MoneyTalks: How and where to spot multibaggers, and a couple of fundie’s recommendations
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As the name suggests, multibaggers are stocks that can generate multiple bags of money over a period of time.
These are stocks which have the potential to generate explosive growth and produce returns several times the buying price.
Spotting a potential multibagger stock is obviously quite tricky, and it could even take several years before the share price multiplies.
And whilst they are mostly found amongst small caps, multibaggers can also be found in medium and large caps.
On the ASX, these are the top 10 multibagger stocks over the past year.
John So, co-founder of a long-short fund at VP Capital, said that in order to find a stock that could deliver over 5x your money, you really need to find one which has the ability to grow revenue exponentially.
He adds that these types of opportunities aren’t usually found in stable businesses where scale has been more or less consistent over the medium to long term.
“Instead, you want to be looking at companies and sectors that have been growing very quickly,” So told Stockhead.
He gave the example of Afterpay, now Block Inc (ASX:SQ2), which grew to around $40 billion in transactions after starting with just $100m per year.
“So the question is really, how do you identify scalability?” he said.
According to So, what scalable companies have in common is that there’s usually an inflection point, where they go from losing a lot of money, to not losing a lot of money, then to breaking even.
“And where it starts to get exciting is when that growth continues, a large percentage of every additional dollar earned goes to your net profit line.
“When you hit that point of inflection where you suddenly turn profitable, I think that’s when the stock can potentially take off even faster. “
Another way to identify a potential multibagger, says So, is to look at what type of products/service the company provides, and whether they address a large market, or even better, one that no one has touched.
The pharmaceutical sector is one that falls into this category.
“In the process of developing a pharmaceutical drug, the market cap of the biotech is probably disproportionately low compared to what the potential market could be if the drug was successful in their clinical trials,” So said.
These trials could be a long drawn-out process but we’ve seen it happen with companies like cancer imaging company, Telix (ASX:TLX), which has gone up 16x over the last five years.
Another industry that’s very similar to biotech in term of risk and potential is mining.
So gave the example of Liontown Resources (ASX:LTR), which has surged 90x in value over the last five years.
“If a company has got a big mining deposit and a good supply demand dynamics like lithium, everyone knows what the upside is, but there’s a lot of risk to getting to that upside.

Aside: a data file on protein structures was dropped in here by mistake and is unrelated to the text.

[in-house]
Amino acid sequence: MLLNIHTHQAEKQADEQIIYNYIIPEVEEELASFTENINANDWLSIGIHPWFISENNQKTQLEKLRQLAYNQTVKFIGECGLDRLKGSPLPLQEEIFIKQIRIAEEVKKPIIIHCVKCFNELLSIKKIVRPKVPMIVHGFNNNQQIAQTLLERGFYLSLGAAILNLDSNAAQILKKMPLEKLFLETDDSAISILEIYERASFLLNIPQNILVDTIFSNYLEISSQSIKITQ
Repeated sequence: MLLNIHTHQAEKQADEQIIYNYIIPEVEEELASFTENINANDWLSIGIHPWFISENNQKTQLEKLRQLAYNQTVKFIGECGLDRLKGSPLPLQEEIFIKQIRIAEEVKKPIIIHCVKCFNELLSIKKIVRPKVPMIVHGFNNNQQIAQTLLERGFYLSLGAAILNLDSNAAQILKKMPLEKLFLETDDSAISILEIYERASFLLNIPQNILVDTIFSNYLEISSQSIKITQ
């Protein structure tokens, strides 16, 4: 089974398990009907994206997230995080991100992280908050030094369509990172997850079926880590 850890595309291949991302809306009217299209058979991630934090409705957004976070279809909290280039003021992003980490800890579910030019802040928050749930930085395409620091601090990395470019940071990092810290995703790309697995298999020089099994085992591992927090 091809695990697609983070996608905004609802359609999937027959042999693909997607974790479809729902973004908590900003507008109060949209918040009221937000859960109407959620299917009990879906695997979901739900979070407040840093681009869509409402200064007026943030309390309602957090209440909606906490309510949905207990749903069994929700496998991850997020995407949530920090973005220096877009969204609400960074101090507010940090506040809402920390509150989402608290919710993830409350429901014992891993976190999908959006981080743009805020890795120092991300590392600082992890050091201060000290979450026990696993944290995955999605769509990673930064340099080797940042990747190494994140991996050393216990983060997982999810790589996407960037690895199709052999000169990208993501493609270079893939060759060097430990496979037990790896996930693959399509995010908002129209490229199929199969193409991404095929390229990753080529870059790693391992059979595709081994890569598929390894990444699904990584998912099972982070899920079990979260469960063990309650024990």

“So I think the first thing is again identifying scalability, and assessing the mismatch between its valuation today and how big the market that it’s tapping into can be in the future.”
Accrording to So, Cettire is interesting, and it has transformed itself from around $100 million market cap to $1.15bn today.
Cettire is global online fashion retailer, offering a large selection of personal luxury goods via its website, cettire.com.
It has an extensive catalogue of more than 2,500 luxury brands and more than 400,000 products around clothing, shoes, bags, and accessories.
“What’s really interesting about Cettire is its ability to consistently deliver growth, and the fact that it only has a very small market share in Australia and US of under 1%.
“So all the company needs to do is continue to deliver on that growth to increase market share,” said So.
According to So, if Cettire is able to grow market share, around 20 to 30% of that extra revenue will be converted directly to bottom line earnings.
“And what would happen is that its current earnings would basically go up four or five times, and suddenly CTT would be looking very cheap.”
Azure used to be South American-focused lithium player, but it has since moved on and become a lithium explorer in Western Australia.
“What’s exciting about Azure is that at a market cap of around $700 million, it’s got the potential to host a resource deposit the size of something like Liontown,” said So.
Based on the drilling they’ve done and the data received, So believes Azure can initially put out somewhere between a 50 to 100 million tonne resource, which is very substantial in the lithium mining world.
“That’s an initial resource, but as they continue to drill out their deposit, that could get to a much bigger resource size.”
On the downside, So said that Azure could be one of the stocks to be sold off first if commodity prices start to soften.
“Because at that point, the market is not really interested in an upside anymore, and investors just want to get out of the sector.”
VP Capital is an actively-managed investment fund manager based in Melbourne, targeting opportunities across the capital spectrum.
The fund is a long-short fund and has been running for more than five years, returning IRR of 19.4% vs the Ordinaries Index return of 8% for the same period.
The views, information, or opinions expressed in the interview in this article are solely those of the interviewee and do not represent the views of Stockhead.
Stockhead has not provided, endorsed or otherwise assumed responsibility for any financial product advice contained in this article.